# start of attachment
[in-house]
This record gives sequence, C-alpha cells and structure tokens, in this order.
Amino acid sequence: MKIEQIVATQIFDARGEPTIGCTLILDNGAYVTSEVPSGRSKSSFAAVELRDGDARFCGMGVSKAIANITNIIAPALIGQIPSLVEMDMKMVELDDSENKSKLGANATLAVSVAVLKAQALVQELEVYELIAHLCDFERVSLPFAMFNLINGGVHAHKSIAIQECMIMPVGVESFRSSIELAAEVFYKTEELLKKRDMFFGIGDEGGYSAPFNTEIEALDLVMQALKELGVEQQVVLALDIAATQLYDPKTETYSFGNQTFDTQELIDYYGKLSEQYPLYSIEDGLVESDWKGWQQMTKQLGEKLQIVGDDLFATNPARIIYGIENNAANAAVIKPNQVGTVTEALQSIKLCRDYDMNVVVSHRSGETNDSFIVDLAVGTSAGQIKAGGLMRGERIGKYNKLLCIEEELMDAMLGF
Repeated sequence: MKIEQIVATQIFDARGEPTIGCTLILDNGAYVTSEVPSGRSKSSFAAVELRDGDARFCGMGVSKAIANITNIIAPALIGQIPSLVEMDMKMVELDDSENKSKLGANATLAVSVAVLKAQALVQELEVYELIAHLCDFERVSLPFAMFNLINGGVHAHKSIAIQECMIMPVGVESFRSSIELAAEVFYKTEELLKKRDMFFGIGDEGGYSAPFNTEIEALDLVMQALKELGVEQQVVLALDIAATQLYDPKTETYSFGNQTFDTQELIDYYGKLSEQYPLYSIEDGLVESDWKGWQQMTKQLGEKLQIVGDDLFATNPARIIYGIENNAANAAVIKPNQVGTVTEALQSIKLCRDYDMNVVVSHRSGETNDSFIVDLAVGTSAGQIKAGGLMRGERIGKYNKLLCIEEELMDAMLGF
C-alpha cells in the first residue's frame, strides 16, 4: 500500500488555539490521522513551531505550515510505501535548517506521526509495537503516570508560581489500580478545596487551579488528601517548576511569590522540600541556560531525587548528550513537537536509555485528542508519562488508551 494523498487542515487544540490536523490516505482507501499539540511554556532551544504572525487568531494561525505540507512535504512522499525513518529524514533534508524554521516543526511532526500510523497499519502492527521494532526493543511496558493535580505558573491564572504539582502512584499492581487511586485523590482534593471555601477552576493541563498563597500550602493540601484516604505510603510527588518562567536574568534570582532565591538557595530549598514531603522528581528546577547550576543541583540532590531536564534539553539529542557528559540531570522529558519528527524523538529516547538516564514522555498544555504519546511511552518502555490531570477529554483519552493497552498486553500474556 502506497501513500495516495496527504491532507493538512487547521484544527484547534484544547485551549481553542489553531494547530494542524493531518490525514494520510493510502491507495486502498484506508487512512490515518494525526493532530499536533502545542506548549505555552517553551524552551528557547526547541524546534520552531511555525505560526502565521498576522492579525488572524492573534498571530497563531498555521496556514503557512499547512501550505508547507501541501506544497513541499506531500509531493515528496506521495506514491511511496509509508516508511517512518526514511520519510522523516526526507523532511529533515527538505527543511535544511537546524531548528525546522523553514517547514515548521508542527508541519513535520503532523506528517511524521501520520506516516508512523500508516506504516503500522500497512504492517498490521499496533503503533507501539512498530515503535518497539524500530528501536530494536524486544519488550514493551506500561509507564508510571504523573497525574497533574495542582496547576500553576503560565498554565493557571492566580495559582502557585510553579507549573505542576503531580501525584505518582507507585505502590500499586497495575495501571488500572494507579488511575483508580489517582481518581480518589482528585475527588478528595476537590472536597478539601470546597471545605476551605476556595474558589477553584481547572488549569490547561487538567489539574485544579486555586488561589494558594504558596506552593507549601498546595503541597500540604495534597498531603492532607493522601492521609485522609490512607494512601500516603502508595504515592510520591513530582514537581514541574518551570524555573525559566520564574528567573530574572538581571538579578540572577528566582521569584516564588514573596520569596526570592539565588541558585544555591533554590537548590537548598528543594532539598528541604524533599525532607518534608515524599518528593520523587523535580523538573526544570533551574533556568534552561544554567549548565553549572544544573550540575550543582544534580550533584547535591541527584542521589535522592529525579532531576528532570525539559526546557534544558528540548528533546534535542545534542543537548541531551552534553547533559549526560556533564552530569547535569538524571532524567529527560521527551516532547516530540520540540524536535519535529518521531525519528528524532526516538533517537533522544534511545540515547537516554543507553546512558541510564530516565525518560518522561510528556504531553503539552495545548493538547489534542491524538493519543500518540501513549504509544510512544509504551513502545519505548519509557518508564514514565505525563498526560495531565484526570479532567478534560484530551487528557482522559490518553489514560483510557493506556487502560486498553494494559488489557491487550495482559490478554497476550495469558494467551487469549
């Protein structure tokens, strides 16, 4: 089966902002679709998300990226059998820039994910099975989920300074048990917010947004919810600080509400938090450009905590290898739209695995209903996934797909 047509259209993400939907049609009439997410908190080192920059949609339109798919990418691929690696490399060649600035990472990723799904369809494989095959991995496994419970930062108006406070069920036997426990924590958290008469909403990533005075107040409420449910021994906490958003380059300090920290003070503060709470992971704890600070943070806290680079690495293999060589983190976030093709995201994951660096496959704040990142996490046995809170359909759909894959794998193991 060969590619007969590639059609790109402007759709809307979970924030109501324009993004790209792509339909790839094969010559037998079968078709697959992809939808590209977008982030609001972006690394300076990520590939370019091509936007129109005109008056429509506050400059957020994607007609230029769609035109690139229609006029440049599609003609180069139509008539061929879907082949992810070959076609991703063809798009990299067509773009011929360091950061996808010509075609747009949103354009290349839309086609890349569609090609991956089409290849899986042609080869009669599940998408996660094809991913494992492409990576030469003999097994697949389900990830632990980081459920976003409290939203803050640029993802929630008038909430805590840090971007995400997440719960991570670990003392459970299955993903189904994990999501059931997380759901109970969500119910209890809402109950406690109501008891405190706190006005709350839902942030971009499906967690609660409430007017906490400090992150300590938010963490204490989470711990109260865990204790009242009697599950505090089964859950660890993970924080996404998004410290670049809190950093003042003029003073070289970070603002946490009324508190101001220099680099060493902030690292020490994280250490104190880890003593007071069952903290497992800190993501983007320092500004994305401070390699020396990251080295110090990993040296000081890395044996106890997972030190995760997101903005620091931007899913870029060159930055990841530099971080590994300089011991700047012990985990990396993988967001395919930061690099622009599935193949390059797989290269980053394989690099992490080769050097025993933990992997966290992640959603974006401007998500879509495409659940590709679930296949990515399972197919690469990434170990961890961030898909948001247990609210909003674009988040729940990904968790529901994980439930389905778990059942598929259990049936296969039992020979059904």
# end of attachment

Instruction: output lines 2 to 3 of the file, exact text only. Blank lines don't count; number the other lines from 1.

This record gives sequence, C-alpha cells and structure tokens, in this order.
Amino acid sequence: MKIEQIVATQIFDARGEPTIGCTLILDNGAYVTSEVPSGRSKSSFAAVELRDGDARFCGMGVSKAIANITNIIAPALIGQIPSLVEMDMKMVELDDSENKSKLGANATLAVSVAVLKAQALVQELEVYELIAHLCDFERVSLPFAMFNLINGGVHAHKSIAIQECMIMPVGVESFRSSIELAAEVFYKTEELLKKRDMFFGIGDEGGYSAPFNTEIEALDLVMQALKELGVEQQVVLALDIAATQLYDPKTETYSFGNQTFDTQELIDYYGKLSEQYPLYSIEDGLVESDWKGWQQMTKQLGEKLQIVGDDLFATNPARIIYGIENNAANAAVIKPNQVGTVTEALQSIKLCRDYDMNVVVSHRSGETNDSFIVDLAVGTSAGQIKAGGLMRGERIGKYNKLLCIEEELMDAMLGF